There's a common misconception that Mexico is all about beaches. I even fall prey to this assumption, and I live here.
Don't get me wrong; there's nothing wrong with beaches (especially not in Mexico), but this diverse country has SO much more to offer than white sands and turquoise seas.
Each of the 32 states has a little something different going on, as I learned firsthand on my trip to lush green Chiapas, home of Tuxtla Gutierrez, Mexico's capital of adventure.
I've been living in Mexico for two years, and I always thought I had to leave the country to get my adrenaline fix.
Now I know: there's no need to fly all the way to South America or to overpay for the same activities in Costa Rica if you're after adventure.
Tuxtla Gutierrez is just a short flight (or two, with a potentially awesome layover in Mexico City) away from almost any major airport in North America, and the activities come with the same safety standards, adrenaline, and beautiful surroundings, but at a fraction of the price.
Whether you're into hiking, rappelling, bouldering, mountain biking, caving, flying, or so much more: Tuxtla Gutierrez is the place for you.
Trust me. I sampled it ALL over five action-packed, adrenaline-fueled days of adventure.
What follows are my favorite adventure activities in Tuxtla Gutierrez.
The unique landscape surrounding Tuxtla Gutierrez makes it the perfect jumping-off point for rappelling adventures, with cliffs and karst formations galore.
Never tried rappelling? Now is the best time to start!
Sima de las Cotorras
Translated literally as the Parrot Sinkhole. This unique formation (140 meters deep and 160 meters in diameter) is located inside the El Ocote Biosphere Reserve and was created by tectonic and erosive forces wearing away at the integrity of the limestone until it eventually collapsed.
Today, the forest at the bottom of the sinkhole is inhabited by a variety of birds, including hundreds of parrots.
Aside from the ecological interests, it is the perfect formation for dropping yourself down via rappel.
It was my first time rappelling without using my legs to push-off of a cliff, and I have to admit I found it pretty terrifying and exciting just dangling into nothingness.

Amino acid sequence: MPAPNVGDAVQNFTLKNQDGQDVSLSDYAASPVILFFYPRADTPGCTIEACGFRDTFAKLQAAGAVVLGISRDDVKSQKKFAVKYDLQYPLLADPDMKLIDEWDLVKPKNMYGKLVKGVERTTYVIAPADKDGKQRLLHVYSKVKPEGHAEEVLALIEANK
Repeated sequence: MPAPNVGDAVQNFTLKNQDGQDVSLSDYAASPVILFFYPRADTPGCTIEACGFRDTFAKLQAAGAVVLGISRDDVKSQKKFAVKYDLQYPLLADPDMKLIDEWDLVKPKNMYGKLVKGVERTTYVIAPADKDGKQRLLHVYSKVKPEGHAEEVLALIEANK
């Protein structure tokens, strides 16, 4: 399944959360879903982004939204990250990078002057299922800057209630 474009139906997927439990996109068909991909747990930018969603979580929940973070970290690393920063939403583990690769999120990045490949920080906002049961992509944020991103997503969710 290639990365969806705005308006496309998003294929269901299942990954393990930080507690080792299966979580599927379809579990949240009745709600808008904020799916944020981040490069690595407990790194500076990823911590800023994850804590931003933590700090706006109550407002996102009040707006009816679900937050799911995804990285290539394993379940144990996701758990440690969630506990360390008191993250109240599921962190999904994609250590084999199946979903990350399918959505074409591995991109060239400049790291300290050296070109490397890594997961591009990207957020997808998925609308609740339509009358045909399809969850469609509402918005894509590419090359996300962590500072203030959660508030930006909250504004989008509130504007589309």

If you time your visit right (check with the guides for correct season and time of day), you can rappel during the parrots' return or departure, placing yourself in the midst of a whirlwind of hundreds of birds.
I visited Sima de las Cotorras with guides from Ecoexperiencias Chiapas.
Tzimbac Adventure Park
Tzimbac Adventure Park offers a variety of eco-adventures just a short drive from downtown Tuxtla Gutierrez, including waterfall rappelling.
Never tried it? There's nothing like rappelling down a waterfall, with the greenery of the forest surrounding you, the sound of the water rushing filling the area. Adrenaline rush!
If you want to get EXTRA adventurous with your rappelling, do it inside a cave!
There are a variety of caves open for guided exploration around Chiapas (and the nearby states).
Whether you call it spelunking, potholing, speleology, or just good ol' caving: strapping on some gear and getting messy in a cave is just fun!
Even if you've been there, and done that concerning caving, this is something special.
Take your caving up a notch by exploring a cave with a river running through it, like the Chorreadero Waterfall cave.
Because of this unique attribute, I was able to cliff jump into pitch-black pools (after a guide tested the depth, first, of course), rappel down both wet and dry cliffs, swim through an underground river, and slide down small (and not quite-so-small) waterfalls.
If you have worries about caves in general or tight underground spaces (like me!), the Chorreadero Waterfall could be a great place to try to challenge your fears.
The cave is spacious; I didn't once feel even slightly squeezed in.